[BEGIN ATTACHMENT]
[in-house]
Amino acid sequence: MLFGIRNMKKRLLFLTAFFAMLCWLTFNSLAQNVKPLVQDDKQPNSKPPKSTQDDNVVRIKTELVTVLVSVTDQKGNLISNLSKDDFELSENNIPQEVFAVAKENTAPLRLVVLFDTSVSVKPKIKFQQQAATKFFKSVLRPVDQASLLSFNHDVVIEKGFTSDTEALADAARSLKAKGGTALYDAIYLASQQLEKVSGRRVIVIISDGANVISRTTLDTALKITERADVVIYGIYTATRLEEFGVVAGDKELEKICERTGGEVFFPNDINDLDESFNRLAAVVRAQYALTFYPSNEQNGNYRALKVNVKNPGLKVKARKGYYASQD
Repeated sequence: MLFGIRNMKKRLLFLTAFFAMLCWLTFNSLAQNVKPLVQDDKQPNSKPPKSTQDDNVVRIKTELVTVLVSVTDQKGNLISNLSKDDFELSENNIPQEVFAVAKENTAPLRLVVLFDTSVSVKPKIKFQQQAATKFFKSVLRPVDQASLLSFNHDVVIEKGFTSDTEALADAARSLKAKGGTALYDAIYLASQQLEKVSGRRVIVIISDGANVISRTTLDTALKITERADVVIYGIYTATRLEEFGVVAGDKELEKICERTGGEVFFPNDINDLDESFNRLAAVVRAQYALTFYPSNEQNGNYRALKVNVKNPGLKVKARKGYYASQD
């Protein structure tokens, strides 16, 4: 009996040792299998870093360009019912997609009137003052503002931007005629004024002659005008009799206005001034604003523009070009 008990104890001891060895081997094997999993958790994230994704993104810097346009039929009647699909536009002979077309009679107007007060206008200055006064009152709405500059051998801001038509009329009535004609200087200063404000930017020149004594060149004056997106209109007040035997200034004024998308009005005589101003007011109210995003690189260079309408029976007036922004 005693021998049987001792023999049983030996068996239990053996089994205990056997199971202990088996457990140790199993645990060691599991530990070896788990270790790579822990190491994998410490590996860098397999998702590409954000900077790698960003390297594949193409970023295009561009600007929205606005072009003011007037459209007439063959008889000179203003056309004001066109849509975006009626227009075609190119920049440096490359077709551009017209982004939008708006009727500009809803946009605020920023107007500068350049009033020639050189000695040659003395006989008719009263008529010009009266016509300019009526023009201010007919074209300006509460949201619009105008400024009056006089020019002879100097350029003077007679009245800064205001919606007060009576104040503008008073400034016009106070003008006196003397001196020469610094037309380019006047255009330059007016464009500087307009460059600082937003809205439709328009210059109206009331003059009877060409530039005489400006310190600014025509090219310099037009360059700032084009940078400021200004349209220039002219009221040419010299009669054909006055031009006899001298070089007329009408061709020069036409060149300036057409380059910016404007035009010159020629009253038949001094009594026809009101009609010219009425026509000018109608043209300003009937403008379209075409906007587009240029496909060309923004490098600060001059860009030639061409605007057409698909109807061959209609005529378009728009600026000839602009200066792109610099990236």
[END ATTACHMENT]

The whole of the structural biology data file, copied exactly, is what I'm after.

[in-house]
Amino acid sequence: MLFGIRNMKKRLLFLTAFFAMLCWLTFNSLAQNVKPLVQDDKQPNSKPPKSTQDDNVVRIKTELVTVLVSVTDQKGNLISNLSKDDFELSENNIPQEVFAVAKENTAPLRLVVLFDTSVSVKPKIKFQQQAATKFFKSVLRPVDQASLLSFNHDVVIEKGFTSDTEALADAARSLKAKGGTALYDAIYLASQQLEKVSGRRVIVIISDGANVISRTTLDTALKITERADVVIYGIYTATRLEEFGVVAGDKELEKICERTGGEVFFPNDINDLDESFNRLAAVVRAQYALTFYPSNEQNGNYRALKVNVKNPGLKVKARKGYYASQD
Repeated sequence: MLFGIRNMKKRLLFLTAFFAMLCWLTFNSLAQNVKPLVQDDKQPNSKPPKSTQDDNVVRIKTELVTVLVSVTDQKGNLISNLSKDDFELSENNIPQEVFAVAKENTAPLRLVVLFDTSVSVKPKIKFQQQAATKFFKSVLRPVDQASLLSFNHDVVIEKGFTSDTEALADAARSLKAKGGTALYDAIYLASQQLEKVSGRRVIVIISDGANVISRTTLDTALKITERADVVIYGIYTATRLEEFGVVAGDKELEKICERTGGEVFFPNDINDLDESFNRLAAVVRAQYALTFYPSNEQNGNYRALKVNVKNPGLKVKARKGYYASQD
């Protein structure tokens, strides 16, 4: 009996040792299998870093360009019912997609009137003052503002931007005629004024002659005008009799206005001034604003523009070009 008990104890001891060895081997094997999993958790994230994704993104810097346009039929009647699909536009002979077309009679107007007060206008200055006064009152709405500059051998801001038509009329009535004609200087200063404000930017020149004594060149004056997106209109007040035997200034004024998308009005005589101003007011109210995003690189260079309408029976007036922004 005693021998049987001792023999049983030996068996239990053996089994205990056997199971202990088996457990140790199993645990060691599991530990070896788990270790790579822990190491994998410490590996860098397999998702590409954000900077790698960003390297594949193409970023295009561009600007929205606005072009003011007037459209007439063959008889000179203003056309004001066109849509975006009626227009075609190119920049440096490359077709551009017209982004939008708006009727500009809803946009605020920023107007500068350049009033020639050189000695040659003395006989008719009263008529010009009266016509300019009526023009201010007919074209300006509460949201619009105008400024009056006089020019002879100097350029003077007679009245800064205001919606007060009576104040503008008073400034016009106070003008006196003397001196020469610094037309380019006047255009330059007016464009500087307009460059600082937003809205439709328009210059109206009331003059009877060409530039005489400006310190600014025509090219310099037009360059700032084009940078400021200004349209220039002219009221040419010299009669054909006055031009006899001298070089007329009408061709020069036409060149300036057409380059910016404007035009010159020629009253038949001094009594026809009101009609010219009425026509000018109608043209300003009937403008379209075409906007587009240029496909060309923004490098600060001059860009030639061409605007057409698909109807061959209609005529378009728009600026000839602009200066792109610099990236």